Today, we’re continuing with our new Learn from an Authority interview series. Today, we’re talking with fundraising guru Ephraim Gopin about using the best ways for non-profits to use social media and online fundraising.
Ephraim is a well respected social media and fundraising consultant. He works with nonprofits to get them started using social media to engage, cultivate relationships and, ultimately, fundraise. Read Ephraim’s blog to learn more about using social media for fundraising. He is more than happy to connect on Twitter and happy to discuss your organization’s social media needs.
1. On your blog, you talk a lot about the best ways for non-profits to use social media. How important is social media to non-profit organizations? Why?
Social media should be a major cog in a nonprofit’s fundraising engine, along with one-on-one solicitation, direct mail and website appeals. There are two reasons for this:
1) The “pie factor”- there are many more nonprofits today than 10 years ago vying for the same piece of the fundraising dollar pie. BUT social media savvy allows you to reach people near and far- people who can become your best cheerleaders, volunteers and, if you play your cards right, donors.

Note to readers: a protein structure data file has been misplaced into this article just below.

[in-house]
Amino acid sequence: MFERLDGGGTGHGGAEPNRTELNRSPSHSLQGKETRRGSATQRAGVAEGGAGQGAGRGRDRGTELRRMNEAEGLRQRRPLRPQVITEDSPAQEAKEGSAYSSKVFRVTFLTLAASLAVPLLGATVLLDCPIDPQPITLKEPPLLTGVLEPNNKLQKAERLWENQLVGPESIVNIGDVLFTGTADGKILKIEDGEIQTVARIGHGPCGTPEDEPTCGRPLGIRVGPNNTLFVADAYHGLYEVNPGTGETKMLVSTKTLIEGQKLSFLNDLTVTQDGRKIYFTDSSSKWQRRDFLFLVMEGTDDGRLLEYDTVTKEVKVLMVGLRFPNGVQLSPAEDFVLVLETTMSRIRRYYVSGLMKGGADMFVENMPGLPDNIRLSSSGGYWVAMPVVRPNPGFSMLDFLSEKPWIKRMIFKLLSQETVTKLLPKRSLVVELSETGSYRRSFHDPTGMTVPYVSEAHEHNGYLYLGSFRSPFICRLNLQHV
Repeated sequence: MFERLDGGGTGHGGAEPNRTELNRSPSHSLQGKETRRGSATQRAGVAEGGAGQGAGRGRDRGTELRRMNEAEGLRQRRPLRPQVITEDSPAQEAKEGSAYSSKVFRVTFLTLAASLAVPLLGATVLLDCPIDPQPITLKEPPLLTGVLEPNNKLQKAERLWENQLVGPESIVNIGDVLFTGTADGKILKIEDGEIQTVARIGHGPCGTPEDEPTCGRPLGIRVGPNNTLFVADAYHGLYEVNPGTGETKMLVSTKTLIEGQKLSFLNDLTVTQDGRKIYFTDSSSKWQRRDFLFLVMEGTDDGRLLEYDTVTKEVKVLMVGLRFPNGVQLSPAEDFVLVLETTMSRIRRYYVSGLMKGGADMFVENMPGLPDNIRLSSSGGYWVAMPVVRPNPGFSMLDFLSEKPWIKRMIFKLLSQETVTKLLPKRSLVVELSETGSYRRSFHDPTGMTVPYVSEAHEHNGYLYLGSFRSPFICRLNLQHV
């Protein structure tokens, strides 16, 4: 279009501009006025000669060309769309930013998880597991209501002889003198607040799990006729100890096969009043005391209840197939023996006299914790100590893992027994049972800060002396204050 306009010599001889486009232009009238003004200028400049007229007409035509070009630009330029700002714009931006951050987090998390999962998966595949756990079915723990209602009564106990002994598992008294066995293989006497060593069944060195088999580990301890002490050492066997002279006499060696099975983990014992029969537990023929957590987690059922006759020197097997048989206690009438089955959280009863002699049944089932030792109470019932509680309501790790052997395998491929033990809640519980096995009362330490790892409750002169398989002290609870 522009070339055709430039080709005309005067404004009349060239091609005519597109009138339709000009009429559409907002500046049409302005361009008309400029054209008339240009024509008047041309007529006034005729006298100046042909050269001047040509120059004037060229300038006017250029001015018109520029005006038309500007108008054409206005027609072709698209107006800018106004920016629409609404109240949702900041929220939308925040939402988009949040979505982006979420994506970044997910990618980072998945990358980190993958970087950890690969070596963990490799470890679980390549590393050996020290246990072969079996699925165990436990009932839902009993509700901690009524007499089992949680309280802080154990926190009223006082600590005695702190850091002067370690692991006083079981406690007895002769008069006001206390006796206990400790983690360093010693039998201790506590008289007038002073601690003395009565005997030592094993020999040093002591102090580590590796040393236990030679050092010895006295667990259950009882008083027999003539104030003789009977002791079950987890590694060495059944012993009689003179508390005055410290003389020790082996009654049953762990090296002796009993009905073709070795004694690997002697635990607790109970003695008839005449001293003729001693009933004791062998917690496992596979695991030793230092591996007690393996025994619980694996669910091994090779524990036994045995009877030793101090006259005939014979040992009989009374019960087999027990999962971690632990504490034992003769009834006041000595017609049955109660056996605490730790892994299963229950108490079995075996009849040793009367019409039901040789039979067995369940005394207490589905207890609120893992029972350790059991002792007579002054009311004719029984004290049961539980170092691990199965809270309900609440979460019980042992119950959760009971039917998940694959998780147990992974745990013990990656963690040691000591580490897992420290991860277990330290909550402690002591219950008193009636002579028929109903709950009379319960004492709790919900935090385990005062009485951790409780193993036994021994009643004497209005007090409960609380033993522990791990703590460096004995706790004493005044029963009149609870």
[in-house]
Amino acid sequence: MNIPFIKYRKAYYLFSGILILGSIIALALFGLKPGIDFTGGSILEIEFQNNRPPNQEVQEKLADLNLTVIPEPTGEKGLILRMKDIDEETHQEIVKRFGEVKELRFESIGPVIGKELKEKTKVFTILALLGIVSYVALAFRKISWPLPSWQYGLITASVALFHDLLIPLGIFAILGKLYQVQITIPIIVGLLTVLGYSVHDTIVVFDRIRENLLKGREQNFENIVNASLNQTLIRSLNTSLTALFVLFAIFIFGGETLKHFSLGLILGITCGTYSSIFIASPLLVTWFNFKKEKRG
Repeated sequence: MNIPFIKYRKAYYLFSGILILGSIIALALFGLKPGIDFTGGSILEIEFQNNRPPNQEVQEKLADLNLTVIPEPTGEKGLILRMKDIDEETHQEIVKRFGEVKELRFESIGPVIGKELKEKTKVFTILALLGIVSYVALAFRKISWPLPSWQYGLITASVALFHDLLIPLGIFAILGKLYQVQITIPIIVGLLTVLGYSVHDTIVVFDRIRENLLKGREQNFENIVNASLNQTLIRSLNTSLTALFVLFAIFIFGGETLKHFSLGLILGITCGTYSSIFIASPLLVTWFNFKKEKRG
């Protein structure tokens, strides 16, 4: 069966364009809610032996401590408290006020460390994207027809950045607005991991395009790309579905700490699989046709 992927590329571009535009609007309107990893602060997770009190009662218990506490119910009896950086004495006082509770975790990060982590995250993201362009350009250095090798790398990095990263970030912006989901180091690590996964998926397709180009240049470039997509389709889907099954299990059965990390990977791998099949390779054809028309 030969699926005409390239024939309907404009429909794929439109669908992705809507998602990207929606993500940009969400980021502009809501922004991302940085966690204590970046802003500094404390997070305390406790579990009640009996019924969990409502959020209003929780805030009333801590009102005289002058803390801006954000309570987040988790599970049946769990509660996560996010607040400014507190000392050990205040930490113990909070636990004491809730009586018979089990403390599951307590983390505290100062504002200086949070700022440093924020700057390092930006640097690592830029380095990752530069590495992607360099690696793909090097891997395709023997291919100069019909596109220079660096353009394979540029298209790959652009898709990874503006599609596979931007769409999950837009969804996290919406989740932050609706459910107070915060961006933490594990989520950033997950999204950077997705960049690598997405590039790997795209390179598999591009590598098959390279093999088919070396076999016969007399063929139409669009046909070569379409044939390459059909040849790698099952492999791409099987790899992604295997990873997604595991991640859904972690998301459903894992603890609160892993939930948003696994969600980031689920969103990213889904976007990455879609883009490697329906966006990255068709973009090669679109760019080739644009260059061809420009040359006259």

2) The explosion of outlets and sheer numbers of people on the various social media outlets. 10% of the world’s population is on Facebook- that’s a staggering number! If you’re not there, you almost don’t exist… Social media needs to be included in your overall PR & fundraising efforts now. I wouldn’t wait- you could be leaving quite a lot of money on the table.
2. What is the biggest mistake you see non-profits making in the social media space? How can they correct it?
Guess what Joe- I see 3 mistakes all the time and it’s so easy to correct them
1) NPO’s think they’ll raise Red Cross money- you won’t!!! When the “big boys” do social media campaigns- it works. But that’s because they’ve built up a huge, loyal following. Wanna raise funds eventually through social media? It’s all about being authentic, humorous, engaging people, cultivating relationships and only then taking it to next level. People want to know the person behind the nonprofit’s social media logo. So go ahead, share your hobbies & interests- you never know who you’ll engage because of it.
2) Lack of Strategy- it has to be all in. The organization has to be willing to invest time (and possibly a little money) in creating and implementing a social media strategy: what outlets to be on, who will be responsible, what to tweet/post and more. Too many times I see NPO’s where it’s obvious someone said, We need to be on this outlet, they opened an account, posted a few times and then abandoned it when they didn’t see immediate results. Patience, grasshoppers.
3) Me Me Me Me, Like us on Facebook and Please Donate- that’s all that’s posted. Sure, your biggest “cheerleaders” want to hear more about the orgs. work. But the average social media user? Not so much. There’s a place for “pat on the back” material- but not every tweet or status update. It gets real old, real quick.
In the end, social media is about building ROE (Return on Engagement)- you engage new people who never heard of you, you build brand awareness, you use it to expand existing programs, recruit volunteers and down the road- launch campaigns.